ITB Syndrome getting in the way of your running? Try these stretches and exercises today

Iliotibial band syndrome is common injury that occurs in individuals who are very physically active. This is a stress injury that occurs as a result of inflammation and irritation of the iliotibial tendon that rubs against the femoral condyle. Damage to this tendon will cause increased tension while running, biking, or intensive activities.

As the knee undergoes repetitive flexion and extension, inflammation and irritation occurs because of a lack of flexibility of the iliotibial band itself. In fact, this is a condition that is persistent and causes pain on the side of the knee. According to an article written by Razib Khaund of the Brown University School of Medicine, “treatment for iliotibial band syndrome requires activity modification, massage and stretching and strengthening the affected limb.” (Khaund)

Five Stretches to Prevent and Relieve Lower Back Pain

Lower back pain is one of the most common ailments that affect approximately 31 million Americans per year. Surprisingly, it is one of the leading causes of disability and affects up to 80% of individuals at one point or another. (Castillo) There are many causes for lower back pain as the lower back is comprised of muscles, nerves, bones, joints and ligaments. This pain is often different for each individual and may depend on the individual’s history and type and severity of pain experienced. Pain may be experienced by an individual directly after certain activities, after an injury, or as a result of a chronic condition. Since the bottom of the spine supports a lot of the body’s weight, damage or disruption to this area can cause pain in other parts of the body.

Announcing Strava Integration

Integrate with your Strava account so you can sync your GPS data to your Lumo Run account. Run with your GPS watch and your Lumo Run sensor, sync the GPS data with Strava, and your data will automatically be uploaded to your Lumo Run account. We love this feature because you can now get your pace, distance, and route data into Lumo Run while leaving your phone at home.

Here’s how to use this feature:

STEP 1
GO TO SETTINGS > CONNECT SERVICES > STRAVA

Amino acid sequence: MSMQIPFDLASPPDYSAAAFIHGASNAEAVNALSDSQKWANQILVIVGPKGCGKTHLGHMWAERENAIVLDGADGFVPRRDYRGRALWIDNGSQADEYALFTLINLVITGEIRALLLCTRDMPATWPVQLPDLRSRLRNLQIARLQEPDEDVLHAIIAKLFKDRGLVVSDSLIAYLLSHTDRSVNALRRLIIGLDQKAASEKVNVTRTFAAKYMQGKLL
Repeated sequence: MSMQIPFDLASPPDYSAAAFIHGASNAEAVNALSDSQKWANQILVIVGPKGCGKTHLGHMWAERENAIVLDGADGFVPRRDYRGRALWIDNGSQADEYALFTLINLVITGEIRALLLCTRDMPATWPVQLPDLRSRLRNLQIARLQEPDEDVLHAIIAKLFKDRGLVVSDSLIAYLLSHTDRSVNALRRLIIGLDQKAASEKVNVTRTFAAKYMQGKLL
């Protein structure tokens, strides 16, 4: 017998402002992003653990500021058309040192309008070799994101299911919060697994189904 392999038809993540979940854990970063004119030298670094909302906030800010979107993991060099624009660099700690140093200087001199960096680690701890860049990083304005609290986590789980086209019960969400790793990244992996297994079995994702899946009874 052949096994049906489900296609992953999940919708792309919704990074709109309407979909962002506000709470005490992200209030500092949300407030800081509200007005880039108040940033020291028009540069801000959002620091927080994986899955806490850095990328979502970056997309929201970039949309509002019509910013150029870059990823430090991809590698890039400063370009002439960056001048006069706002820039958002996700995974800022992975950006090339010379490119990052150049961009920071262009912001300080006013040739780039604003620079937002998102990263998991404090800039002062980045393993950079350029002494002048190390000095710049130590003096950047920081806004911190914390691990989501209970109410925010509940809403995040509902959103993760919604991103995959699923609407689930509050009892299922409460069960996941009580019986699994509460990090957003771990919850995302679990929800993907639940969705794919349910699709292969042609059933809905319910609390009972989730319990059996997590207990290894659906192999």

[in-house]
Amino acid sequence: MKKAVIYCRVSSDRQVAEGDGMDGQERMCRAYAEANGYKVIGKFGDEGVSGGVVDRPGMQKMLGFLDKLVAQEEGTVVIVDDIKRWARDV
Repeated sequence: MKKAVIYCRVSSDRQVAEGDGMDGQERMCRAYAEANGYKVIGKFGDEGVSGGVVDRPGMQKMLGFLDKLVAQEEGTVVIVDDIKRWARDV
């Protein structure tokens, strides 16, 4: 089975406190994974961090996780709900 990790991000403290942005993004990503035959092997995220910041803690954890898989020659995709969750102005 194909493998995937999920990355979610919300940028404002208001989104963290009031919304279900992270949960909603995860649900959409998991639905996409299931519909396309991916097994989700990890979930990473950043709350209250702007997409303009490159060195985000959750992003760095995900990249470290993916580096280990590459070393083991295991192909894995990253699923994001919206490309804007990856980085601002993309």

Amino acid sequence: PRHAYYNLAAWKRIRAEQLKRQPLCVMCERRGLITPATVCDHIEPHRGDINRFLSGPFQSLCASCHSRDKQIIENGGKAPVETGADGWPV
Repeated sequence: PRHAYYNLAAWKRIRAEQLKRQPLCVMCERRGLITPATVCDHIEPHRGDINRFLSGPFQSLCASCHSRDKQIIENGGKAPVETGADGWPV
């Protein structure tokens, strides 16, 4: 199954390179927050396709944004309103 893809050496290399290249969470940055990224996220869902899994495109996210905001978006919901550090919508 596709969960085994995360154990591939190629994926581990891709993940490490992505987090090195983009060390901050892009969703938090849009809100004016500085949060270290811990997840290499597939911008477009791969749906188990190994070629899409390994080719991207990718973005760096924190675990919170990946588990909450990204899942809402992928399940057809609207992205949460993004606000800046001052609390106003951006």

In the Account section of your Settings, you will see “Connect Services”. Click on this to see the Strava connect button. Click on the “+” to connect with Strava.

STEP 2
AUTHORIZE YOUR ACCOUNTS TO LINK

Follow the instructions to link your accounts. Click on the “Connect with Strava” button. You will need to enter your Strava username and password, then just authorize Lumo Run to access your data from Strava.

Essential Exercises and Stretches for Weak Hip Flexors

The hip flexors are a particular group of muscles that are vital to the physical functionality of every individual, from the finest athlete to ordinary folks. They comprise primarily of the iliacus and psoas major muscles that connect the femur (or thigh bone) to the pelvis, and serves to flex the thigh and trunk. Essentially, the hip flexors aid in hip flexion. The hip flexors can perform two different movements: “When the pelvis is in a stationary position, a contraction of the hip flexors will pull the femur upward, whereas, if the femur is stationary, a contraction of the hip flexors will tilt the pelvis forward and the butt back” (Biss, 2016). Hip flexors typically get little attention with regards to strength and conditioning. They are either forgotten or neglected, which can become troublesome. Simple everyday routine such as sitting at your work desk can weaken your hip flexors because the seated position tends to shorten those muscles. Not only do tight hip flexors disrupt good posture and typically cause lower back pain, but in a weakened state, they increase the risk of developing foot, ankle, and knee injuries, especially in runners (Niemuth et al. 2005).

The good news is that, it is not too late to strengthen your hip flexors and restore optimal muscle balance, which is sure to prevent injuries and get you stronger. Here are some steps that you can take to either stretch or strengthen your hip flexors:

Stiff Wrists? Take a break from typing and try these stretches

In this age of booming technology, many of us spend the majority of the day trapped behind a computer. That means, on average, we spend 40 hours a week typing on a keyboard or moving a mouse. When you add it all up, that’s a lot of strain on your wrists and the muscles and tendons that help make them work. Let’s take a closer look at what’s really going on and what you can do to fight the pain.

The Causes of Your Stress and Strain

If you’ve recently started experiencing pain in the wrists, you could be feeling the effects of carpal tunnel which is a common and painful condition that affects millions of people each year.[1]  If your job requires you to do a repetitive motion, like typing, you’re also at a higher risk for wrist stiffness and pain.[3] But Carpal Tunnel syndrome isn’t the only cause of wrist and hand pain. The source of the pain can range from weak joints to strains to tennis elbow, so it’s important to get diagnosed by a medical professional.[4] But not to worry! Surgery isn’t the first thing your doctor will recommend. You’ll most likely start with some daily exercises to help strengthen and heal your stiff wrists.[5] These exercises will help increase the range-of-motion of your joint, lengthen muscles and tendons, and help to strengthen your overall mobility.[6]